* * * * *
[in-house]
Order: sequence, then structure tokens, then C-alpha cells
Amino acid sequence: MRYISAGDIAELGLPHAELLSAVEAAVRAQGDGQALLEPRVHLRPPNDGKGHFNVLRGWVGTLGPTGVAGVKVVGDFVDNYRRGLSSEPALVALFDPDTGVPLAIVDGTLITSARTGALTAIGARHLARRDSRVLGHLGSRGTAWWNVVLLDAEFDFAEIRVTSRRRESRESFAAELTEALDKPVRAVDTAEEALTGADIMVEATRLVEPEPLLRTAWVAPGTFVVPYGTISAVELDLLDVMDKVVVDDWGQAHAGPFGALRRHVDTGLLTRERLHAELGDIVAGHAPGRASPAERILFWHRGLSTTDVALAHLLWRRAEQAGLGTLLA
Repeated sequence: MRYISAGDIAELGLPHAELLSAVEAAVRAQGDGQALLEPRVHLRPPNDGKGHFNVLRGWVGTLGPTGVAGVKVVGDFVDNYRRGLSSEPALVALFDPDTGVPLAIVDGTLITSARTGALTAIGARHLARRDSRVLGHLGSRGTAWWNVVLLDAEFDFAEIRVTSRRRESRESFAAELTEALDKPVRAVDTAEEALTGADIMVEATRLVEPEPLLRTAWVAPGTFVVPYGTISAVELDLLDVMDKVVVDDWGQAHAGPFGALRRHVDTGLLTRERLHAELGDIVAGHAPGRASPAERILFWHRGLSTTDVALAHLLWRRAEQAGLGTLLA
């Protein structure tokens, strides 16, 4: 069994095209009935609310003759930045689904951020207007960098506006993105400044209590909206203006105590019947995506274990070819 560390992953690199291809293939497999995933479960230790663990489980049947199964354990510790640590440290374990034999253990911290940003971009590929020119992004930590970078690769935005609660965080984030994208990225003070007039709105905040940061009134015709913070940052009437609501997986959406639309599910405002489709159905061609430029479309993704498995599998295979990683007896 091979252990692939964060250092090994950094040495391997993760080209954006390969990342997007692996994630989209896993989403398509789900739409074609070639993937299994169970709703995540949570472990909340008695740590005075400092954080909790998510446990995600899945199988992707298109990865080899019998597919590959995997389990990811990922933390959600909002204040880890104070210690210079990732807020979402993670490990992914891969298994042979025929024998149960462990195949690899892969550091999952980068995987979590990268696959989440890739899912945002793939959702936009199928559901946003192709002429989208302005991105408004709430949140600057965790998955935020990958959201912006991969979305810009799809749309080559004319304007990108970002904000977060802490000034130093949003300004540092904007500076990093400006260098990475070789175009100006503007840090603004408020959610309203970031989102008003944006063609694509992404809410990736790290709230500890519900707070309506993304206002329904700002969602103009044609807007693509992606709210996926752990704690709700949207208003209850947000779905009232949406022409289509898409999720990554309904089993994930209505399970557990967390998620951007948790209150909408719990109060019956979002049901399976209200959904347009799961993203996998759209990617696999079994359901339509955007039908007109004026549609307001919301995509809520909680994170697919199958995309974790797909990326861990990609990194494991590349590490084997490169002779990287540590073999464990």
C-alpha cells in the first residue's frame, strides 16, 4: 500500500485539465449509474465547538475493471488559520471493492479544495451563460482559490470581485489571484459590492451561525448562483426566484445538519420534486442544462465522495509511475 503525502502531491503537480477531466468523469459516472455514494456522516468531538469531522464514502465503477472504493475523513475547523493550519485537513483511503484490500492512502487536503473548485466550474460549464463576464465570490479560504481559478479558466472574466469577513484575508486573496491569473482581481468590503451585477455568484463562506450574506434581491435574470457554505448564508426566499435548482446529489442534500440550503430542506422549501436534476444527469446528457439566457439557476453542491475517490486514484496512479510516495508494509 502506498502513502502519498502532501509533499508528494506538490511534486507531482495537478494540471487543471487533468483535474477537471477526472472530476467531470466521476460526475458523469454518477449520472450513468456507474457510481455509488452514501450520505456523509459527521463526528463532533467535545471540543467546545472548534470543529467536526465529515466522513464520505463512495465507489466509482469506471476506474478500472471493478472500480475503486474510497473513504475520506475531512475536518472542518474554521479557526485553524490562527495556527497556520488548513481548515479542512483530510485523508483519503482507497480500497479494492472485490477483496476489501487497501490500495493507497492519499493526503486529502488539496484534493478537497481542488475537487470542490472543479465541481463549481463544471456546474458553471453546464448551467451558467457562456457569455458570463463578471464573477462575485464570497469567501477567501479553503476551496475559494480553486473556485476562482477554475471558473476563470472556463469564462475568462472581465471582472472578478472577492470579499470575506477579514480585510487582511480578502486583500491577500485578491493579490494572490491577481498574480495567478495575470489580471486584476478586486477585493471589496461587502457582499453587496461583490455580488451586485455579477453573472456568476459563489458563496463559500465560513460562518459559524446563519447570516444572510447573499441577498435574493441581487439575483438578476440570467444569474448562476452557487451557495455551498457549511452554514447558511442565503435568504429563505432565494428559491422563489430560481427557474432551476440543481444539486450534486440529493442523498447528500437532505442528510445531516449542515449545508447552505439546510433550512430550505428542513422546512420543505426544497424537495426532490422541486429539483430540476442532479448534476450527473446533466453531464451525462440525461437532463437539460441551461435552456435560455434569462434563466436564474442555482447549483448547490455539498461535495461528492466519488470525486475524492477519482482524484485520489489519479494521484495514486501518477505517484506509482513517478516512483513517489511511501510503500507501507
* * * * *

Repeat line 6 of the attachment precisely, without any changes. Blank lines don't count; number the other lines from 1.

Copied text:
C-alpha cells in the first residue's frame, strides 16, 4: 500500500485539465449509474465547538475493471488559520471493492479544495451563460482559490470581485489571484459590492451561525448562483426566484445538519420534486442544462465522495509511475 503525502502531491503537480477531466468523469459516472455514494456522516468531538469531522464514502465503477472504493475523513475547523493550519485537513483511503484490500492512502487536503473548485466550474460549464463576464465570490479560504481559478479558466472574466469577513484575508486573496491569473482581481468590503451585477455568484463562506450574506434581491435574470457554505448564508426566499435548482446529489442534500440550503430542506422549501436534476444527469446528457439566457439557476453542491475517490486514484496512479510516495508494509 502506498502513502502519498502532501509533499508528494506538490511534486507531482495537478494540471487543471487533468483535474477537471477526472472530476467531470466521476460526475458523469454518477449520472450513468456507474457510481455509488452514501450520505456523509459527521463526528463532533467535545471540543467546545472548534470543529467536526465529515466522513464520505463512495465507489466509482469506471476506474478500472471493478472500480475503486474510497473513504475520506475531512475536518472542518474554521479557526485553524490562527495556527497556520488548513481548515479542512483530510485523508483519503482507497480500497479494492472485490477483496476489501487497501490500495493507497492519499493526503486529502488539496484534493478537497481542488475537487470542490472543479465541481463549481463544471456546474458553471453546464448551467451558467457562456457569455458570463463578471464573477462575485464570497469567501477567501479553503476551496475559494480553486473556485476562482477554475471558473476563470472556463469564462475568462472581465471582472472578478472577492470579499470575506477579514480585510487582511480578502486583500491577500485578491493579490494572490491577481498574480495567478495575470489580471486584476478586486477585493471589496461587502457582499453587496461583490455580488451586485455579477453573472456568476459563489458563496463559500465560513460562518459559524446563519447570516444572510447573499441577498435574493441581487439575483438578476440570467444569474448562476452557487451557495455551498457549511452554514447558511442565503435568504429563505432565494428559491422563489430560481427557474432551476440543481444539486450534486440529493442523498447528500437532505442528510445531516449542515449545508447552505439546510433550512430550505428542513422546512420543505426544497424537495426532490422541486429539483430540476442532479448534476450527473446533466453531464451525462440525461437532463437539460441551461435552456435560455434569462434563466436564474442555482447549483448547490455539498461535495461528492466519488470525486475524492477519482482524484485520489489519479494521484495514486501518477505517484506509482513517478516512483513517489511511501510503500507501507